Inayat Bunglawala, spokesman for the Muslim Council of Britain, said: "There is really no question regarding the central importance of parents taking an active interest in the better education of their children. But we need to be cautious of putting too much blame on parents for the actions of their children.
"As we have seen in the cases of the 7/7 bombers and terrorists who have been convicted since then, many of them were extremely adept at deceiving their closest family relatives about their intentions."
A spokesman for the Ramadhan Foundation, British's leading Muslim youth organisation, said: "There are systematic mistakes, with the Government cutting funding for people who want to learn English. The imams have also got to look at sermons being delivered in English."
The conference at which Dr Nizami spoke, held in Kuala Lumpur this week, heard that the divide between the Muslim world and the West continues to undermine constructive political, economic, social and religious engagement.
One of the world's leading Muslims told delegates that the former British prime minister, Tony Blair, is viewed with suspicion by the Arab world in his new role as a Middle East envoy.
Imam Feisal, leader of New York's Masjid al-Farah mosque said: "The perception exists that his being at the forefront of taking Britain into war has reduced his credibility in being able to be seen as an honest broker."
Meanwhile the Vatican warned on Tuesday that the West is in danger of becoming "obsessed" with Muslims.
Cardinal Jean-Louis Tauran, the Roman Catholic Church's leading expert on inter-faith dialogue, said discussions between different religious groups must not be "held hostage" by Islam.
His comments came just a day after a report commissioned by the Church of England found that the Government was "focusing intently" on Islam at the expense of Christianity, to which it only paid "lip service".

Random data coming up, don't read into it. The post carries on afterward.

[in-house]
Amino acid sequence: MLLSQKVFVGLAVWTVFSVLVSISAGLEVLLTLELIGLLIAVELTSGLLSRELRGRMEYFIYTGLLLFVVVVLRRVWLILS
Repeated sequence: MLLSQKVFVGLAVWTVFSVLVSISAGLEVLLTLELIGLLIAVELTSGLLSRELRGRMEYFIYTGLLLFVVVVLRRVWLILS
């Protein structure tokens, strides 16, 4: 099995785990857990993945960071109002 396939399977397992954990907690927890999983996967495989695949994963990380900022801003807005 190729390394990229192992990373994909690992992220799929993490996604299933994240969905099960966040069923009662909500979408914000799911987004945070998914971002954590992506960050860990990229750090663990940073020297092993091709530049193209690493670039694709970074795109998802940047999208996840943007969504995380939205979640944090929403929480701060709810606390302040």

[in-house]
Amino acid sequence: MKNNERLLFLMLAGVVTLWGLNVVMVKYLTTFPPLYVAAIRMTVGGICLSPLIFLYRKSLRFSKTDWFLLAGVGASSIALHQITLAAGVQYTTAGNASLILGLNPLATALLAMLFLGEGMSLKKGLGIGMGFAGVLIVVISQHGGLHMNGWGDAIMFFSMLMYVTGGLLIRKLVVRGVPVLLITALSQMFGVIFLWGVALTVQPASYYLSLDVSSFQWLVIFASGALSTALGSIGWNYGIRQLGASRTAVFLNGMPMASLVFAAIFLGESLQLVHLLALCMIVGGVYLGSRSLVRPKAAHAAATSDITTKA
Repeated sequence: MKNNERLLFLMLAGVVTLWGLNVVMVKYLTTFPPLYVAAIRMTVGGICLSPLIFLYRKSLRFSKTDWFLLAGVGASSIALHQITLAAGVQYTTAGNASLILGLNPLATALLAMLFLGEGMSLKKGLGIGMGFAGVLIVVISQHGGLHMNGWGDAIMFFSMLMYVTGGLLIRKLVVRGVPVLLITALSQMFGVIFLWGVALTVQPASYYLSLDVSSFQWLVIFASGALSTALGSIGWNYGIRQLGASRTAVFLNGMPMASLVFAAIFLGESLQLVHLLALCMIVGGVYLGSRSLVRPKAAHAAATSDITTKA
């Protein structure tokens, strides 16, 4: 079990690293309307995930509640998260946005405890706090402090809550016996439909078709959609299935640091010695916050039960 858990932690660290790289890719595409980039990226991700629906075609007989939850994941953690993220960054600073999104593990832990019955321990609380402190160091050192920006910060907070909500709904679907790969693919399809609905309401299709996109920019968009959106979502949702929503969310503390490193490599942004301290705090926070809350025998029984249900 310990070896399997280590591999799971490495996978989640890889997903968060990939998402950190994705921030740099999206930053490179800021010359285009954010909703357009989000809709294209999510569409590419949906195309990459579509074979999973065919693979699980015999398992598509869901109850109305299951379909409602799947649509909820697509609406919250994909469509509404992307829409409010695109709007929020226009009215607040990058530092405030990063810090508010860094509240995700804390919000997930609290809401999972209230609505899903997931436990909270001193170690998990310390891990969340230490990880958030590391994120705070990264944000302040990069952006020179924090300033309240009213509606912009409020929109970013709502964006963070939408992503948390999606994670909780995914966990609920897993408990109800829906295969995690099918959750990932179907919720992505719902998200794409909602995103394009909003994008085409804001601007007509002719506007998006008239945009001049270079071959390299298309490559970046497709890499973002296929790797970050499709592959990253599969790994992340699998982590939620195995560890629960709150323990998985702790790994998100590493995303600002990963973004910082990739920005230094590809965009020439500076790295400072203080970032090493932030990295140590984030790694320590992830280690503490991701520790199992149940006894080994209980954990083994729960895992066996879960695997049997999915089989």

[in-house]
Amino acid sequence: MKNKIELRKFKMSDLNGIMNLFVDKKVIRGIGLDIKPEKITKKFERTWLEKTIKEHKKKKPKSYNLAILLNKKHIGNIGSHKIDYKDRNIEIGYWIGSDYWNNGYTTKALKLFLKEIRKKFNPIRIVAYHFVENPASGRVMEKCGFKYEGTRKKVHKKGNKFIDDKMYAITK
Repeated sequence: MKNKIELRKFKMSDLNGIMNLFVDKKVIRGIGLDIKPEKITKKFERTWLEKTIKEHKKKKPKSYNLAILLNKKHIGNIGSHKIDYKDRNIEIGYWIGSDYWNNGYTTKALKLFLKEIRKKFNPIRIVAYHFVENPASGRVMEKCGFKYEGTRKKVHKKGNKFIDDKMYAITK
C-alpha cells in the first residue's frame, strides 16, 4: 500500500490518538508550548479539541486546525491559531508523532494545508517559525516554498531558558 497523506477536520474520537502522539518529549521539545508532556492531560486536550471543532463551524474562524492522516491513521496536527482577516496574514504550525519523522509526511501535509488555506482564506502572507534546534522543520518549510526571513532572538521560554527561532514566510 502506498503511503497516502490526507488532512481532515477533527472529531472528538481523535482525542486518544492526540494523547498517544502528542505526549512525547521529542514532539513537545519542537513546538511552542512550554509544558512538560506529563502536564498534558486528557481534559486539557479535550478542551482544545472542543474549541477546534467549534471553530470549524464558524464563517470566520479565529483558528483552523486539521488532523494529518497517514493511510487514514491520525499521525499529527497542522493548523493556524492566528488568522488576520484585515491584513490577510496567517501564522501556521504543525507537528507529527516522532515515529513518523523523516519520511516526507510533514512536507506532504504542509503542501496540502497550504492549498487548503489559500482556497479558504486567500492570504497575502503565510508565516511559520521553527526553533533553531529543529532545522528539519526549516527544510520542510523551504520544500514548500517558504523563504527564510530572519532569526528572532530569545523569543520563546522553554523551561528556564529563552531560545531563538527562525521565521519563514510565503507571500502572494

comments powered by Disqus
John R. Maass - 6/27/2008
Find out what grammar is!
Randll Reese Besch - 6/20/2008
Well put. We are in the throes of a revolution where in God we trust won't be just the (new) nat'l motto it will be the core of a vicious belligerent power of rightous Christian soldiers.
Stephen Kislock - 6/12/2008
Could this be applied to American children, when the parents believe the bible and teach it as Law?
Creationism v. Evloution? The bible over the Constitution? The US of A is a christian country?
A belief system, is Taught in the Home, You go to Church/Temple/Mosque with the parents and this is homeland religion, you protect it from Nonbelievers, at all cost.
I do not believe in god/christ and had the local government stop using "jesus christ" during the invocation. Believe me, you find out what Hate is!
- NYT History Book Reviews: Who Got Noticed this Week?
- Researchers have discovered a previously unknown 149-page manuscript defending homosexuality.
- What Counts as Historical Evidence? The Fracas over John Stauffer’s Black Confederates
- Israeli journalist-turned-biographer, Shabtai Teveth, is remembered for his attack on the New Historians
- Harvard’s Drew Faust says the Civil War marked the start of large-scale industrial war, not WW I